Smelly Socks: It all comes down to the pedals

March 13, 2014 at midnight
Updated March 12, 2014 at 10:13 p.m.

Recently, some of my cousins have decided to ditch the harsh, dusty and dry ranch life. They live close to us, and they have enjoyed living on the ranch all of their lives.

But it was time for a much-needed change, and they are headed for retirement in East Texas. They are ready for the carefree life of living on a lake. This will be a different pace for them but one that they are so excited to make and have really been looking forward to.

They have bought their new house, and a boat is on the way. I am going to miss having them close, as they have always felt like immediate family. They spent nearly every holiday with us, and our boys just adore them. Although I am going to miss them dearly, I am happy for them as well.

Since they are making this huge change and moving nearly seven hours away, they have decided to lighten up their load. They have an antique Baldwin piano that they felt needed a new home. Since neither of them play the piano, they decided it was better to pass it on to someone else in the family. Knowing that Jamison has been plugging away at piano lessons for more than a year now and is using a keyboard to practice on, my cousins called and asked if Jamison would want his very own piano.

Jamison spoke with them on the phone, and he breathlessly asked, "But does it have pedals? I really like piano pedals. My teacher taught me all about the pedals. They are so cool, and my keyboard doesn't have any."

His face lit up with excitement after they assured him that the piano has three fully functioning and shiny brass pedals. Jamison was just thrilled and in a little disbelief at his good fortune.

So Sunday, we went to pick up the piano. We arrived in my husband's truck with a trailer hitched to the back. We had it all planned out. We were just going to pick up the piano, drive it home and put it into place at our house - nice, easy and all done. At least that was our plan. But as I have recently learned, things are never really that easy.

Do you happen to know how heavy a piano is? How heavy a piano is that was made back when they used real steel? I am sure that most people can imagine that they are heavy - very heavy.

However, I had never really given it too much thought. I knew they were not light, but I have never personally moved one. Pianos are huge, bulky and must be treated somewhat delicately as not to damage the keys, legs or any of its inner workings.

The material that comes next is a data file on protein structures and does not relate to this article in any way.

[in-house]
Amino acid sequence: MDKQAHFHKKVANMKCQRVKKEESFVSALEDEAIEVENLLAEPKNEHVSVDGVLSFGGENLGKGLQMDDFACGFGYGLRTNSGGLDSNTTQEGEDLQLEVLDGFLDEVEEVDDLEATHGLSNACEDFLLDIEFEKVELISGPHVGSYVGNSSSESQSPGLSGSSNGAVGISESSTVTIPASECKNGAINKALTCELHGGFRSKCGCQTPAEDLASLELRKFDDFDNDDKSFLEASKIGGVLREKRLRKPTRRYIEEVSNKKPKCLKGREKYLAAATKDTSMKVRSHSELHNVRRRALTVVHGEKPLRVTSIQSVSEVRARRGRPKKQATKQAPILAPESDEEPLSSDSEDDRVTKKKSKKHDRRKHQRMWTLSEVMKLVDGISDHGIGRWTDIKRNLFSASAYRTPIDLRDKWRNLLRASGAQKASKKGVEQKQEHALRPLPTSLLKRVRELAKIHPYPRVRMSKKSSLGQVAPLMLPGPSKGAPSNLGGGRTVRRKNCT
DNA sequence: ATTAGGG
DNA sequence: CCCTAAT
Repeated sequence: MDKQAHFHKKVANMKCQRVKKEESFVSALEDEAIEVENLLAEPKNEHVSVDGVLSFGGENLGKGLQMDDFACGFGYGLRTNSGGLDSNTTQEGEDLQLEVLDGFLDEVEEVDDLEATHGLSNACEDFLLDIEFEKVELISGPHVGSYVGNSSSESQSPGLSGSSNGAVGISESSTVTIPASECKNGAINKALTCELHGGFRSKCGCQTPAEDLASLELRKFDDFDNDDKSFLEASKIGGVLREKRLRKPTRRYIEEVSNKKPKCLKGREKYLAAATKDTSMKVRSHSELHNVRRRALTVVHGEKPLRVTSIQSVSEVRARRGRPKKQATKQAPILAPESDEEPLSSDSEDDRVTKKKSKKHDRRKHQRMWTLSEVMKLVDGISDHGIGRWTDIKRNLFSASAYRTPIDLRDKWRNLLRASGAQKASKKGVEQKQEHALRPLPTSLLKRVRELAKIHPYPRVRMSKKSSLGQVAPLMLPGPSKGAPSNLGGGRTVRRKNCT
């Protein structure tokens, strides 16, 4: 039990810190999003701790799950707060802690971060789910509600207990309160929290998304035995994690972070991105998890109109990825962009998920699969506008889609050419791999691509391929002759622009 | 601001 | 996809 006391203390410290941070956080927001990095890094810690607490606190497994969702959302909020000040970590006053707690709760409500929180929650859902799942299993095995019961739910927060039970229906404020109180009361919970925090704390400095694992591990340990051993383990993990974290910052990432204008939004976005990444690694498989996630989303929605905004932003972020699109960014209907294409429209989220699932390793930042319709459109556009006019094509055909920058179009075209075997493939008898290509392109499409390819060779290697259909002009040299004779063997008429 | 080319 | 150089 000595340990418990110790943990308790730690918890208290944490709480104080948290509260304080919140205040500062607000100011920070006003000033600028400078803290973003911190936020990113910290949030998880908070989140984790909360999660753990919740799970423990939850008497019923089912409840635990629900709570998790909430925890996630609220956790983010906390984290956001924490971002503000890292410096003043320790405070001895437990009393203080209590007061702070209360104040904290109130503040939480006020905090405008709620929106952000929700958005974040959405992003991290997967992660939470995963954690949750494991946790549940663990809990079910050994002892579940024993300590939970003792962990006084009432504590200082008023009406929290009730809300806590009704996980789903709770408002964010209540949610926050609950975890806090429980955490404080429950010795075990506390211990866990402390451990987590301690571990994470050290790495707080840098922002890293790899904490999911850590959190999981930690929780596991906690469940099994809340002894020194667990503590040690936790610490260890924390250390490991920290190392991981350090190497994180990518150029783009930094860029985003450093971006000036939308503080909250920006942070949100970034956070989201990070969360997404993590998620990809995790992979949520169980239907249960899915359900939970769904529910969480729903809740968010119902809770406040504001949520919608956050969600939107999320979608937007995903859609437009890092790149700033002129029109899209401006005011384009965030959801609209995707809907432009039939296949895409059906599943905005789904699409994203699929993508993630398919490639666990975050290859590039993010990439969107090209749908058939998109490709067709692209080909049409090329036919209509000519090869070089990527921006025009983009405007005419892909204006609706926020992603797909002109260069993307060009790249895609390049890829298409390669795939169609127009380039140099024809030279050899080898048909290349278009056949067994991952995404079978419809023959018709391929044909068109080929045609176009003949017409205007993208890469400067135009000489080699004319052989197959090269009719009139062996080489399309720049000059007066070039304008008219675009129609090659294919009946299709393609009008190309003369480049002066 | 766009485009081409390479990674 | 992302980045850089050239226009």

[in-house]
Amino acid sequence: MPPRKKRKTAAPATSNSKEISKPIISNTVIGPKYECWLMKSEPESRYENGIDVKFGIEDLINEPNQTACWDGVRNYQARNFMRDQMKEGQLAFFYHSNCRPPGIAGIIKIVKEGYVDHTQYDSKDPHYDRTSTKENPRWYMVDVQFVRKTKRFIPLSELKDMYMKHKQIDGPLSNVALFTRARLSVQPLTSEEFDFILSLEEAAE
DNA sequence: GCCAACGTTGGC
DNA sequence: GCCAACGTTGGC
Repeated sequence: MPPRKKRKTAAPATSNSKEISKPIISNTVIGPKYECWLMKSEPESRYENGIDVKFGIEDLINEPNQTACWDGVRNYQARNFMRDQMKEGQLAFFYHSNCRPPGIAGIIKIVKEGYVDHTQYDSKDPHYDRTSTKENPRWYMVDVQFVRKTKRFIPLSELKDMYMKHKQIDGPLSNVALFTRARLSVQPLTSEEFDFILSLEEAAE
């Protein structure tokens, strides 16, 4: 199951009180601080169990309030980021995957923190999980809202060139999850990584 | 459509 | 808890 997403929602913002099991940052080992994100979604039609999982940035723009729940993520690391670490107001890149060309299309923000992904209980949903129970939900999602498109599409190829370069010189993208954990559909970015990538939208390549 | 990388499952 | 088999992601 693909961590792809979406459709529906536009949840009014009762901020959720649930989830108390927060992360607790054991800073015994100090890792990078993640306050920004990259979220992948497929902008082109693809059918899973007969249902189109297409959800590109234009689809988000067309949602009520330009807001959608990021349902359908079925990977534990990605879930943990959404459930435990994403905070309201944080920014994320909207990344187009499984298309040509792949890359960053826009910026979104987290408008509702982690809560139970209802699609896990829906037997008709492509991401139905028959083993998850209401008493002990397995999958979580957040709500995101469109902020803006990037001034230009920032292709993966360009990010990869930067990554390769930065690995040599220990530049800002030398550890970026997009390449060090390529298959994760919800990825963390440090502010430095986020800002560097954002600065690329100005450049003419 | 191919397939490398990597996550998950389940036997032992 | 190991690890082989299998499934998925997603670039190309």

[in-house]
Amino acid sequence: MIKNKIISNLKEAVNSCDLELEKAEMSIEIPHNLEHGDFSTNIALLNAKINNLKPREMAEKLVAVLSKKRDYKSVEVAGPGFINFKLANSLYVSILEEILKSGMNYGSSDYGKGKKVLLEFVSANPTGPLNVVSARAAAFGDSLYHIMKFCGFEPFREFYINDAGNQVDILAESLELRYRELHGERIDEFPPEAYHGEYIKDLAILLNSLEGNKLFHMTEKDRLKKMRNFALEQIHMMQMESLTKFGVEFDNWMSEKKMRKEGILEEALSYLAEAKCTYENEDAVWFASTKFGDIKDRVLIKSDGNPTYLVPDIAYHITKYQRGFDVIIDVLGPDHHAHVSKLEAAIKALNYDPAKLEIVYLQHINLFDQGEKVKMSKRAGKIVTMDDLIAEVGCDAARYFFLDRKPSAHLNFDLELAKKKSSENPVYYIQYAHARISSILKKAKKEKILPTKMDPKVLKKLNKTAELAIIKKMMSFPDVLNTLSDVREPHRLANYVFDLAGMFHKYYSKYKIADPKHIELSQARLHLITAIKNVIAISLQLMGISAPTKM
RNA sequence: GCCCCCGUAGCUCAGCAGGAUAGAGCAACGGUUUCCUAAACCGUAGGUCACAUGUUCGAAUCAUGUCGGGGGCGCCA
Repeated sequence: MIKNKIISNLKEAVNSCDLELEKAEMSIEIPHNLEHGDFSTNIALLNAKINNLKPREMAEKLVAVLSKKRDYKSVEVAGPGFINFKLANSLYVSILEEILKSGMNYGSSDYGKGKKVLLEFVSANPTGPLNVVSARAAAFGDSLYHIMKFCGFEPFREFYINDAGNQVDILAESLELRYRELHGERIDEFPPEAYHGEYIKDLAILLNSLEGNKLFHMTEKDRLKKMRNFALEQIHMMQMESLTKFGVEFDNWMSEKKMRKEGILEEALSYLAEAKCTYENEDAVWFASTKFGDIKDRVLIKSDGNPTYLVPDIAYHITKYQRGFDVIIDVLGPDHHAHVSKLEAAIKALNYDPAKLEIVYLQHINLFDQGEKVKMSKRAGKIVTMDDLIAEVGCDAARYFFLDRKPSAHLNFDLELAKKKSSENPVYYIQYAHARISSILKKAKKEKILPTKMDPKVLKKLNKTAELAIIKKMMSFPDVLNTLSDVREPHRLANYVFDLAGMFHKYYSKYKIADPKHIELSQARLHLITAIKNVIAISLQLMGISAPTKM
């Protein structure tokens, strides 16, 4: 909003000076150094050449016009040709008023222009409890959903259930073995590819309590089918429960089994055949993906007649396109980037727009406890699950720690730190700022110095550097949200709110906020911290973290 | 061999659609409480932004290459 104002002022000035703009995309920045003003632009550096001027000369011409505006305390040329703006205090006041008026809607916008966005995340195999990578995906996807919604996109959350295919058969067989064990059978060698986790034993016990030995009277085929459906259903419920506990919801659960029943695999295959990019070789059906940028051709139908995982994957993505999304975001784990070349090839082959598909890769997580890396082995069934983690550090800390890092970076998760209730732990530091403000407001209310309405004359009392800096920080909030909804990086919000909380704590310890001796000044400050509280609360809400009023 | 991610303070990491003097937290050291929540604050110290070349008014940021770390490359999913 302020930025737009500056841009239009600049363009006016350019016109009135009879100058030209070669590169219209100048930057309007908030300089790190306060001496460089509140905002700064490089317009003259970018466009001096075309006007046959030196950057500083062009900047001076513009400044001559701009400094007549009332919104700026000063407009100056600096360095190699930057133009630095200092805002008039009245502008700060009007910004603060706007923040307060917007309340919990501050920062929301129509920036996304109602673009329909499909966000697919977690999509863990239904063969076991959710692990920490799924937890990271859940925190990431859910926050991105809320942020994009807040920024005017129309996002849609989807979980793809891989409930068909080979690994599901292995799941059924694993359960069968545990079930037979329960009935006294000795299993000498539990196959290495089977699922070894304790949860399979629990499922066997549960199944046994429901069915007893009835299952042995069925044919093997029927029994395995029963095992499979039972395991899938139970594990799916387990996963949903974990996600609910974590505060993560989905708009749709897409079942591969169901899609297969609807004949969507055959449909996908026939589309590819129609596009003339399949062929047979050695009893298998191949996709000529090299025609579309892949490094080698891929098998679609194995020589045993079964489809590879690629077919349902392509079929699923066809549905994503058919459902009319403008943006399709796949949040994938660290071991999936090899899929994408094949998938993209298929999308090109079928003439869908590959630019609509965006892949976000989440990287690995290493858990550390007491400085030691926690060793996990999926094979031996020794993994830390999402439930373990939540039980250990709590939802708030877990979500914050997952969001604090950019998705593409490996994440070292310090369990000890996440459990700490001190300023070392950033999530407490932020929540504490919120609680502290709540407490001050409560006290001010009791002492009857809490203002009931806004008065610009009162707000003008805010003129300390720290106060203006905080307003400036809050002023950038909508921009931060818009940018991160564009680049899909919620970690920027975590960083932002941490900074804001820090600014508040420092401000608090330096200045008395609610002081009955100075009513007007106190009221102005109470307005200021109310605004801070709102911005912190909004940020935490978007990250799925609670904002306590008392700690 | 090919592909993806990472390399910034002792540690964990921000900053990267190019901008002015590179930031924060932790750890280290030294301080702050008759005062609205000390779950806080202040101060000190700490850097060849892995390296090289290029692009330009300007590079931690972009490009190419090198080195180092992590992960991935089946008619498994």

I was witness to my husband, John, who is still recovering from his Colorado sledding accident, and our cousins straining for 45 minutes to get it loaded up into our trailer. A few scuffed knuckles, a lot of protruding veins, sets of bulging eyes and much huffing and puffing later, they succeeded.

The piano was loaded and ready for its trip to its new home. Then I remembered a very important detail that somehow escaped me in all of my planning: This enormous piece would have to be unloaded.

After driving very slowly home, John pulled it into our driveway. Jamison already made plans of playing the night away on his "new to him" piano. John went to one side of the piano and Austin, my 13-year-old, and I, got on the other. Jamison thoughtfully reminded us all to "lift with your legs, not your back."

We let out some grunts, and we barely made the piano budge. After 40 minutes of straining and wheezing (coming from me - when lifting something heavy, I have to remember to breathe), it was a lost cause. Somehow, we were able to slowly and cautiously tuck the piano into the garage for the night.

After a couple of days of the piano relaxing in our garage and Jamison's pleading to perform a piano concert, reinforcements finally arrived. My Dad, in a well-earned supervisor role, brought Nacho Man and Little Joe, (as Jamison affectionately calls them) the two jack-of-all trades that work for Popsy.

Between Nacho Man, Little Joe and supervisor Popsy, the piano was no match. Embarrassingly, it was rather easily maneuvered into just the right spot with what seemed like very little effort. I guess Jamison's observation was correct: "It takes a professional to do a job just right."

In Jamison's impressionable eyes, no one is as professional as his beloved Nacho Man. With hearing all of the praise from Jamison, Austin let out a groan from the living room as he was flexing his teenage bicep. Austin then explained that if he "hadn't been so sore from moving it into the garage earlier," that he and his "Dad could have handled it all themselves."

Like most women, I take pride in making my home look its best. So, naturally, I was a little apprehensive if I liked where the piano was finally placed. Astonished that I considering moving it, Jamison nicely suggested that it shouldn't be moved from its final resting place.

"Mom, do you realize that they just moved a whole, entire piano?" Jamison continued. "Honestly, please have some respect for those pedals. We don't want them damaged."

I laugh as it all comes back to the pedals that intrigue my youngest son.

I like to blame it all on his very clever and sweet piano teacher. She knows my boy so well and is miraculously able to keep a fidgety, very curious and a constructional-minded 10-year-old boy interested in piano. It all boils down to those precious pedals and figuring out just how they work.

Johanna is a proud seventh-generation Texan. She lives on her family's South Texas ranch with her husband and two lively boys. Email Johanna Bloom or Anita Spisak at



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